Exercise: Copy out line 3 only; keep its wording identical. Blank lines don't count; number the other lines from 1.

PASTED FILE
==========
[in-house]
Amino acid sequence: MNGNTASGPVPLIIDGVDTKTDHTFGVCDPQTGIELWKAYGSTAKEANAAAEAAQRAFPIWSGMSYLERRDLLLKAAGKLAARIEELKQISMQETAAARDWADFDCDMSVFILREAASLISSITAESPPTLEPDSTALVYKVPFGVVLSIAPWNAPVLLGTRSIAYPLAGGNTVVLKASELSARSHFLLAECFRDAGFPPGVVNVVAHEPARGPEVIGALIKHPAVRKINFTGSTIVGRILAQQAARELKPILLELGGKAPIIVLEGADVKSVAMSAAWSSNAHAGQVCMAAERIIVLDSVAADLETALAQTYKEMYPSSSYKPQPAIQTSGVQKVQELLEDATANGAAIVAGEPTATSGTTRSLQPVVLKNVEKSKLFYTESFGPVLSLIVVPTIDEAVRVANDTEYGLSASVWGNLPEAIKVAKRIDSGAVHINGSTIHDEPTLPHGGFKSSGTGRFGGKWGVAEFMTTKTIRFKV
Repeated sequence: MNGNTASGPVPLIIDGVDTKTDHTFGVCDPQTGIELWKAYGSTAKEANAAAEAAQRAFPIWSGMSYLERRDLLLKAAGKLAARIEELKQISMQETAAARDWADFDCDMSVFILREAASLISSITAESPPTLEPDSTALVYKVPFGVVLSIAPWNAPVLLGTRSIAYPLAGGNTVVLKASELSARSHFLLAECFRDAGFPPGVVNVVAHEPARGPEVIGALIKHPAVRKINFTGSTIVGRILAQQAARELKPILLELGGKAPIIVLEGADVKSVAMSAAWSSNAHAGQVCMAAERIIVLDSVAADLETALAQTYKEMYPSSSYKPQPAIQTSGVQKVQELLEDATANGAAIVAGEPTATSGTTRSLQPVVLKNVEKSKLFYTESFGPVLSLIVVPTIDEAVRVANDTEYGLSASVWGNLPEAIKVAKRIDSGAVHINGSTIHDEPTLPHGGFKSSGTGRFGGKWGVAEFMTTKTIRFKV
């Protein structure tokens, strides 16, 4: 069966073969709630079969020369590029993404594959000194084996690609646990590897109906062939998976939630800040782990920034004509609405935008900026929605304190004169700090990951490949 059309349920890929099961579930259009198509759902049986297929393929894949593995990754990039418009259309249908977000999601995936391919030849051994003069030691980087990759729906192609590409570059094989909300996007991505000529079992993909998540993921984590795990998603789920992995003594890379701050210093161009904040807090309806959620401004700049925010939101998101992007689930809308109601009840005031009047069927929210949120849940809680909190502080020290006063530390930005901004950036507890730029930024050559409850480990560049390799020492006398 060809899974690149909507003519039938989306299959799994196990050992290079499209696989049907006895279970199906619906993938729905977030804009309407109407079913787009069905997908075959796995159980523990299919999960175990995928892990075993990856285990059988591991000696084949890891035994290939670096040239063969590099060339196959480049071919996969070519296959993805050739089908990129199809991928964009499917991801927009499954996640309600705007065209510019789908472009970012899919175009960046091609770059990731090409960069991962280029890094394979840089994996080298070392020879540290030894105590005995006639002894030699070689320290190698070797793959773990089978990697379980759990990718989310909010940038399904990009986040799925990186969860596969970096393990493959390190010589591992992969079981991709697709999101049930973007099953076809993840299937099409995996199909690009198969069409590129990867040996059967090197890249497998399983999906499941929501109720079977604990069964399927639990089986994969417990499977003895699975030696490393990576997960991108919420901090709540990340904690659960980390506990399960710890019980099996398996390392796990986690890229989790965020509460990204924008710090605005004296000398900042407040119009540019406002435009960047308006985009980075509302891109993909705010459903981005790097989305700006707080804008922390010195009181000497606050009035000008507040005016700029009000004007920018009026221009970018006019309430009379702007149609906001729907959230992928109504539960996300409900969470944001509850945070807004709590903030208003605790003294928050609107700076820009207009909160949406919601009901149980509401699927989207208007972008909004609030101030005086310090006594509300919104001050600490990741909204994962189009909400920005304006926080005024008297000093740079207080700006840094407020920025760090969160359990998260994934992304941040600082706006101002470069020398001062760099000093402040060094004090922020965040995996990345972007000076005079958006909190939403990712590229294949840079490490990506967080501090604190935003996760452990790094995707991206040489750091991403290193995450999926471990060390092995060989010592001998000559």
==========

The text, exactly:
Repeated sequence: MNGNTASGPVPLIIDGVDTKTDHTFGVCDPQTGIELWKAYGSTAKEANAAAEAAQRAFPIWSGMSYLERRDLLLKAAGKLAARIEELKQISMQETAAARDWADFDCDMSVFILREAASLISSITAESPPTLEPDSTALVYKVPFGVVLSIAPWNAPVLLGTRSIAYPLAGGNTVVLKASELSARSHFLLAECFRDAGFPPGVVNVVAHEPARGPEVIGALIKHPAVRKINFTGSTIVGRILAQQAARELKPILLELGGKAPIIVLEGADVKSVAMSAAWSSNAHAGQVCMAAERIIVLDSVAADLETALAQTYKEMYPSSSYKPQPAIQTSGVQKVQELLEDATANGAAIVAGEPTATSGTTRSLQPVVLKNVEKSKLFYTESFGPVLSLIVVPTIDEAVRVANDTEYGLSASVWGNLPEAIKVAKRIDSGAVHINGSTIHDEPTLPHGGFKSSGTGRFGGKWGVAEFMTTKTIRFKV